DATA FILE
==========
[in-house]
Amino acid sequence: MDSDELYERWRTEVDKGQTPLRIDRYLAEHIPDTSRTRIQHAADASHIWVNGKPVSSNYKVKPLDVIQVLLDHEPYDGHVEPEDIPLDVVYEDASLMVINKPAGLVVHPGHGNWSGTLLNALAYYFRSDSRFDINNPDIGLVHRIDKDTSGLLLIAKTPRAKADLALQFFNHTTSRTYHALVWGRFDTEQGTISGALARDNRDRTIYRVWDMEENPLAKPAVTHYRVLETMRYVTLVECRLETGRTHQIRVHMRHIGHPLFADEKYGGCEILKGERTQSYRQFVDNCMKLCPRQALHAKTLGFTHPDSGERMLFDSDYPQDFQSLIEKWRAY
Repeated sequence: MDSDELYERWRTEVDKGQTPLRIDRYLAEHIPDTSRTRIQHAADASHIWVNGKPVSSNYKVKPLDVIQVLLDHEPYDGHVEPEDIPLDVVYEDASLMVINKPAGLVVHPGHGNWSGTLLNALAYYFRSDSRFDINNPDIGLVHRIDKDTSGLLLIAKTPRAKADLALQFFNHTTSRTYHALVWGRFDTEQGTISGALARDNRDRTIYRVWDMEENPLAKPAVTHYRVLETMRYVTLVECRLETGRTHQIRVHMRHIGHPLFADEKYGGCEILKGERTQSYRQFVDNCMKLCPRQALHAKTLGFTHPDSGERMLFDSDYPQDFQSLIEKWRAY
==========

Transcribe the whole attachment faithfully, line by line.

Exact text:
[in-house]
Amino acid sequence: MDSDELYERWRTEVDKGQTPLRIDRYLAEHIPDTSRTRIQHAADASHIWVNGKPVSSNYKVKPLDVIQVLLDHEPYDGHVEPEDIPLDVVYEDASLMVINKPAGLVVHPGHGNWSGTLLNALAYYFRSDSRFDINNPDIGLVHRIDKDTSGLLLIAKTPRAKADLALQFFNHTTSRTYHALVWGRFDTEQGTISGALARDNRDRTIYRVWDMEENPLAKPAVTHYRVLETMRYVTLVECRLETGRTHQIRVHMRHIGHPLFADEKYGGCEILKGERTQSYRQFVDNCMKLCPRQALHAKTLGFTHPDSGERMLFDSDYPQDFQSLIEKWRAY
Repeated sequence: MDSDELYERWRTEVDKGQTPLRIDRYLAEHIPDTSRTRIQHAADASHIWVNGKPVSSNYKVKPLDVIQVLLDHEPYDGHVEPEDIPLDVVYEDASLMVINKPAGLVVHPGHGNWSGTLLNALAYYFRSDSRFDINNPDIGLVHRIDKDTSGLLLIAKTPRAKADLALQFFNHTTSRTYHALVWGRFDTEQGTISGALARDNRDRTIYRVWDMEENPLAKPAVTHYRVLETMRYVTLVECRLETGRTHQIRVHMRHIGHPLFADEKYGGCEILKGERTQSYRQFVDNCMKLCPRQALHAKTLGFTHPDSGERMLFDSDYPQDFQSLIEKWRAY